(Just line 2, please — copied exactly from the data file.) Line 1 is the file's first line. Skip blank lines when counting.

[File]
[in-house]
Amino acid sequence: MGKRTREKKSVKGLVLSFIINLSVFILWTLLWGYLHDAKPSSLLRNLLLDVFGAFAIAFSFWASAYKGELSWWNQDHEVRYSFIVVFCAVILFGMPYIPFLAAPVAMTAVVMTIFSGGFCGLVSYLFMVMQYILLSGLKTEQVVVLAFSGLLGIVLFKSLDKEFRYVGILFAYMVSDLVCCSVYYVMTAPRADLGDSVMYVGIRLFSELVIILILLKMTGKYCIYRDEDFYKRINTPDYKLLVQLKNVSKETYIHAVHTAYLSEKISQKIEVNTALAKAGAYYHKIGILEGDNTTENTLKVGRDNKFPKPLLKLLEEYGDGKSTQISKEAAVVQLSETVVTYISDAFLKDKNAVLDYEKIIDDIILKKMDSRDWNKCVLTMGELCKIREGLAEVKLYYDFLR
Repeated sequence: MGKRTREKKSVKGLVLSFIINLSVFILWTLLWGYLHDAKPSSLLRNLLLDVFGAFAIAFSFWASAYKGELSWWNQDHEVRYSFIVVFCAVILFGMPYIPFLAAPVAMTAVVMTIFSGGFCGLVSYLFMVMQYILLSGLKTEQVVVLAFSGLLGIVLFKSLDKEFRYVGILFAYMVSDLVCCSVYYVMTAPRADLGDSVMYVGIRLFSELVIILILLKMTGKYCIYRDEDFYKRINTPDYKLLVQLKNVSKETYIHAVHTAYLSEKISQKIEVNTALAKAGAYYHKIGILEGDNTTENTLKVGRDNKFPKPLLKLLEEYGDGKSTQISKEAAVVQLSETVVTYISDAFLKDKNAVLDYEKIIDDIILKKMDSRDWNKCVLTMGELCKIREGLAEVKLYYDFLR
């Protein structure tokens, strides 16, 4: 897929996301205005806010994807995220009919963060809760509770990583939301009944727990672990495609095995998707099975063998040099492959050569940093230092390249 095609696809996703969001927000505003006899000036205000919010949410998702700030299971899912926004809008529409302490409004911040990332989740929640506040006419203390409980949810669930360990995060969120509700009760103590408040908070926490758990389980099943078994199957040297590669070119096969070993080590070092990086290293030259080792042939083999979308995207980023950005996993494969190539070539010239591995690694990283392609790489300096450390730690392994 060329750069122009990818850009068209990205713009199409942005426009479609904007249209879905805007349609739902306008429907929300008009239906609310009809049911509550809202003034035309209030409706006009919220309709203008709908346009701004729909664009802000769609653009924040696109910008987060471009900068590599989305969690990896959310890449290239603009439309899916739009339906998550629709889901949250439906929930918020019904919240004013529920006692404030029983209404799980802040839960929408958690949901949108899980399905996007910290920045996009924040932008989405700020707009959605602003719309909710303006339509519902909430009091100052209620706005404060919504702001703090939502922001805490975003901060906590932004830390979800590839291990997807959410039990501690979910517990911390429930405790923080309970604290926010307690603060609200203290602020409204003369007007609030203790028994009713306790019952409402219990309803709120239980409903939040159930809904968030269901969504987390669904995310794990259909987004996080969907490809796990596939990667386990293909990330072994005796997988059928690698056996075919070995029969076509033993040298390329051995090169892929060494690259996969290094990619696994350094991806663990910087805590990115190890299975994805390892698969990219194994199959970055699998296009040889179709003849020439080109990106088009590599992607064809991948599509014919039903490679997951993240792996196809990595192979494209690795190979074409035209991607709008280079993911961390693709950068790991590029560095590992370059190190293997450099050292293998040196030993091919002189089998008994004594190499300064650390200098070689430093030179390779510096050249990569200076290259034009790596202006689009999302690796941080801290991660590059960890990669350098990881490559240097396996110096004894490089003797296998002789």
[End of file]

Amino acid sequence: MGKRTREKKSVKGLVLSFIINLSVFILWTLLWGYLHDAKPSSLLRNLLLDVFGAFAIAFSFWASAYKGELSWWNQDHEVRYSFIVVFCAVILFGMPYIPFLAAPVAMTAVVMTIFSGGFCGLVSYLFMVMQYILLSGLKTEQVVVLAFSGLLGIVLFKSLDKEFRYVGILFAYMVSDLVCCSVYYVMTAPRADLGDSVMYVGIRLFSELVIILILLKMTGKYCIYRDEDFYKRINTPDYKLLVQLKNVSKETYIHAVHTAYLSEKISQKIEVNTALAKAGAYYHKIGILEGDNTTENTLKVGRDNKFPKPLLKLLEEYGDGKSTQISKEAAVVQLSETVVTYISDAFLKDKNAVLDYEKIIDDIILKKMDSRDWNKCVLTMGELCKIREGLAEVKLYYDFLR